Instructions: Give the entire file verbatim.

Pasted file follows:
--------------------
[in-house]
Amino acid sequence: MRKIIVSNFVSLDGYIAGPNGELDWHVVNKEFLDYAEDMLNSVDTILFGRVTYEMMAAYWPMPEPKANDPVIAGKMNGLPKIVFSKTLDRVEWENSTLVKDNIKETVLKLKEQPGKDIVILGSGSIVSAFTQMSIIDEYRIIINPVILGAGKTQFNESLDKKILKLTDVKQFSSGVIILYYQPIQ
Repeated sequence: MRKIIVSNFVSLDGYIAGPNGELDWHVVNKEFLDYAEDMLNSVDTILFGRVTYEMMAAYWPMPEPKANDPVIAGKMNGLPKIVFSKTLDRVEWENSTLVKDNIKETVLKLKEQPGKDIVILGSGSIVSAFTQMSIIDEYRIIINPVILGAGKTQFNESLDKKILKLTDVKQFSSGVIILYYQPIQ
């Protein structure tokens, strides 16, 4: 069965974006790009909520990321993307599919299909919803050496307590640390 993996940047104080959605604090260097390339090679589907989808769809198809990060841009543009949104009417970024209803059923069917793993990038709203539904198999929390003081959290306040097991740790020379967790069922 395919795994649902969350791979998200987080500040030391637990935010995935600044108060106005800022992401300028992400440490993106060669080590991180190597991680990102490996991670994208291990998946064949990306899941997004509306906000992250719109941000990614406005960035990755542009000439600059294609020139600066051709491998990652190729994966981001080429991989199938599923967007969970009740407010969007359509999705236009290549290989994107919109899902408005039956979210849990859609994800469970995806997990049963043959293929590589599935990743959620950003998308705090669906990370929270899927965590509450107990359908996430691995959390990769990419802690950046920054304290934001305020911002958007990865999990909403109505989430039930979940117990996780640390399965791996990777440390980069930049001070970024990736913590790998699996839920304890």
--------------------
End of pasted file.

[in-house]
Amino acid sequence: MRKIIVSNFVSLDGYIAGPNGELDWHVVNKEFLDYAEDMLNSVDTILFGRVTYEMMAAYWPMPEPKANDPVIAGKMNGLPKIVFSKTLDRVEWENSTLVKDNIKETVLKLKEQPGKDIVILGSGSIVSAFTQMSIIDEYRIIINPVILGAGKTQFNESLDKKILKLTDVKQFSSGVIILYYQPIQ
Repeated sequence: MRKIIVSNFVSLDGYIAGPNGELDWHVVNKEFLDYAEDMLNSVDTILFGRVTYEMMAAYWPMPEPKANDPVIAGKMNGLPKIVFSKTLDRVEWENSTLVKDNIKETVLKLKEQPGKDIVILGSGSIVSAFTQMSIIDEYRIIINPVILGAGKTQFNESLDKKILKLTDVKQFSSGVIILYYQPIQ
């Protein structure tokens, strides 16, 4: 069965974006790009909520990321993307599919299909919803050496307590640390 993996940047104080959605604090260097390339090679589907989808769809198809990060841009543009949104009417970024209803059923069917793993990038709203539904198999929390003081959290306040097991740790020379967790069922 395919795994649902969350791979998200987080500040030391637990935010995935600044108060106005800022992401300028992400440490993106060669080590991180190597991680990102490996991670994208291990998946064949990306899941997004509306906000992250719109941000990614406005960035990755542009000439600059294609020139600066051709491998990652190729994966981001080429991989199938599923967007969970009740407010969007359509999705236009290549290989994107919109899902408005039956979210849990859609994800469970995806997990049963043959293929590589599935990743959620950003998308705090669906990370929270899927965590509450107990359908996430691995959390990769990419802690950046920054304290934001305020911002958007990865999990909403109505989430039930979940117990996780640390399965791996990777440390980069930049001070970024990736913590790998699996839920304890």